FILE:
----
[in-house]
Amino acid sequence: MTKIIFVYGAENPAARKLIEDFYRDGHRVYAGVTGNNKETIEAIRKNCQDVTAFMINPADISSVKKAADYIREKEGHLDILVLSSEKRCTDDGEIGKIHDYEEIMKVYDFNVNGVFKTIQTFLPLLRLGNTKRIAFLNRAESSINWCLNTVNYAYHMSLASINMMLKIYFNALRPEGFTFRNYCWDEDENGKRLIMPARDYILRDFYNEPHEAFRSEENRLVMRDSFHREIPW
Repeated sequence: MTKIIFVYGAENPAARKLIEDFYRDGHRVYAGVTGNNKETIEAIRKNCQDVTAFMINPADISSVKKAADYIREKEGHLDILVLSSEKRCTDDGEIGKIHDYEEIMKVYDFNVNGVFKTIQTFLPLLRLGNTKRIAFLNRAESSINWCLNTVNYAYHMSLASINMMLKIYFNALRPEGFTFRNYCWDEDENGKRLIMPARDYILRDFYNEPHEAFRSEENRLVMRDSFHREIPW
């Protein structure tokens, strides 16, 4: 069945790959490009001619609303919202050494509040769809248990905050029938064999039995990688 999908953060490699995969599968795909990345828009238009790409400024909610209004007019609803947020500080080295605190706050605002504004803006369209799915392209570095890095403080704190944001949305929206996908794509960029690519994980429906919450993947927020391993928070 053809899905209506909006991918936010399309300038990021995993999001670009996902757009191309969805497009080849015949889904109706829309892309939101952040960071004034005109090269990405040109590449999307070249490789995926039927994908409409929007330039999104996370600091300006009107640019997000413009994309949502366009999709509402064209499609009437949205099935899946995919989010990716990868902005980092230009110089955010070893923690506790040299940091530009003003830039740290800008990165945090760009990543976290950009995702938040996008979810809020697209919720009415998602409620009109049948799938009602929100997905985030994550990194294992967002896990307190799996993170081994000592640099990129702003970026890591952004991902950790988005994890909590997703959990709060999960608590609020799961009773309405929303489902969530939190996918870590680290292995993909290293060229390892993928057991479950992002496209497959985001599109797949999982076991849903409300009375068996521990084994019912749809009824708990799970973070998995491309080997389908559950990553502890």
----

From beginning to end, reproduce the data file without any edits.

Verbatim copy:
[in-house]
Amino acid sequence: MTKIIFVYGAENPAARKLIEDFYRDGHRVYAGVTGNNKETIEAIRKNCQDVTAFMINPADISSVKKAADYIREKEGHLDILVLSSEKRCTDDGEIGKIHDYEEIMKVYDFNVNGVFKTIQTFLPLLRLGNTKRIAFLNRAESSINWCLNTVNYAYHMSLASINMMLKIYFNALRPEGFTFRNYCWDEDENGKRLIMPARDYILRDFYNEPHEAFRSEENRLVMRDSFHREIPW
Repeated sequence: MTKIIFVYGAENPAARKLIEDFYRDGHRVYAGVTGNNKETIEAIRKNCQDVTAFMINPADISSVKKAADYIREKEGHLDILVLSSEKRCTDDGEIGKIHDYEEIMKVYDFNVNGVFKTIQTFLPLLRLGNTKRIAFLNRAESSINWCLNTVNYAYHMSLASINMMLKIYFNALRPEGFTFRNYCWDEDENGKRLIMPARDYILRDFYNEPHEAFRSEENRLVMRDSFHREIPW
């Protein structure tokens, strides 16, 4: 069945790959490009001619609303919202050494509040769809248990905050029938064999039995990688 999908953060490699995969599968795909990345828009238009790409400024909610209004007019609803947020500080080295605190706050605002504004803006369209799915392209570095890095403080704190944001949305929206996908794509960029690519994980429906919450993947927020391993928070 053809899905209506909006991918936010399309300038990021995993999001670009996902757009191309969805497009080849015949889904109706829309892309939101952040960071004034005109090269990405040109590449999307070249490789995926039927994908409409929007330039999104996370600091300006009107640019997000413009994309949502366009999709509402064209499609009437949205099935899946995919989010990716990868902005980092230009110089955010070893923690506790040299940091530009003003830039740290800008990165945090760009990543976290950009995702938040996008979810809020697209919720009415998602409620009109049948799938009602929100997905985030994550990194294992967002896990307190799996993170081994000592640099990129702003970026890591952004991902950790988005994890909590997703959990709060999960608590609020799961009773309405929303489902969530939190996918870590680290292995993909290293060229390892993928057991479950992002496209497959985001599109797949999982076991849903409300009375068996521990084994019912749809009824708990799970973070998995491309080997389908559950990553502890």